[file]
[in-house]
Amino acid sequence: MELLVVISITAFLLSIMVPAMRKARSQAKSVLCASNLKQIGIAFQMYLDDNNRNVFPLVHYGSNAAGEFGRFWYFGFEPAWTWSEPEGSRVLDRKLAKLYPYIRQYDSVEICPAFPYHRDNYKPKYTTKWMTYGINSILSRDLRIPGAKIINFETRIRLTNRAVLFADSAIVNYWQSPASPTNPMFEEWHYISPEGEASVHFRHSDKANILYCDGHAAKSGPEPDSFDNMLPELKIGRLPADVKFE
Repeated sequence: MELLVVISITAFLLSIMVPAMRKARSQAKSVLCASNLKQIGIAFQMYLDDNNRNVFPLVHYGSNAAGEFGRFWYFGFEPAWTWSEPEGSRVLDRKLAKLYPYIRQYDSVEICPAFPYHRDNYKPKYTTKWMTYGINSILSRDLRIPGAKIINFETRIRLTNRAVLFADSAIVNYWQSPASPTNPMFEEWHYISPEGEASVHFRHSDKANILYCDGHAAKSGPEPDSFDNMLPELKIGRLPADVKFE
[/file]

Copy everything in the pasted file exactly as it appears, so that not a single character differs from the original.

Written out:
[in-house]
Amino acid sequence: MELLVVISITAFLLSIMVPAMRKARSQAKSVLCASNLKQIGIAFQMYLDDNNRNVFPLVHYGSNAAGEFGRFWYFGFEPAWTWSEPEGSRVLDRKLAKLYPYIRQYDSVEICPAFPYHRDNYKPKYTTKWMTYGINSILSRDLRIPGAKIINFETRIRLTNRAVLFADSAIVNYWQSPASPTNPMFEEWHYISPEGEASVHFRHSDKANILYCDGHAAKSGPEPDSFDNMLPELKIGRLPADVKFE
Repeated sequence: MELLVVISITAFLLSIMVPAMRKARSQAKSVLCASNLKQIGIAFQMYLDDNNRNVFPLVHYGSNAAGEFGRFWYFGFEPAWTWSEPEGSRVLDRKLAKLYPYIRQYDSVEICPAFPYHRDNYKPKYTTKWMTYGINSILSRDLRIPGAKIINFETRIRLTNRAVLFADSAIVNYWQSPASPTNPMFEEWHYISPEGEASVHFRHSDKANILYCDGHAAKSGPEPDSFDNMLPELKIGRLPADVKFE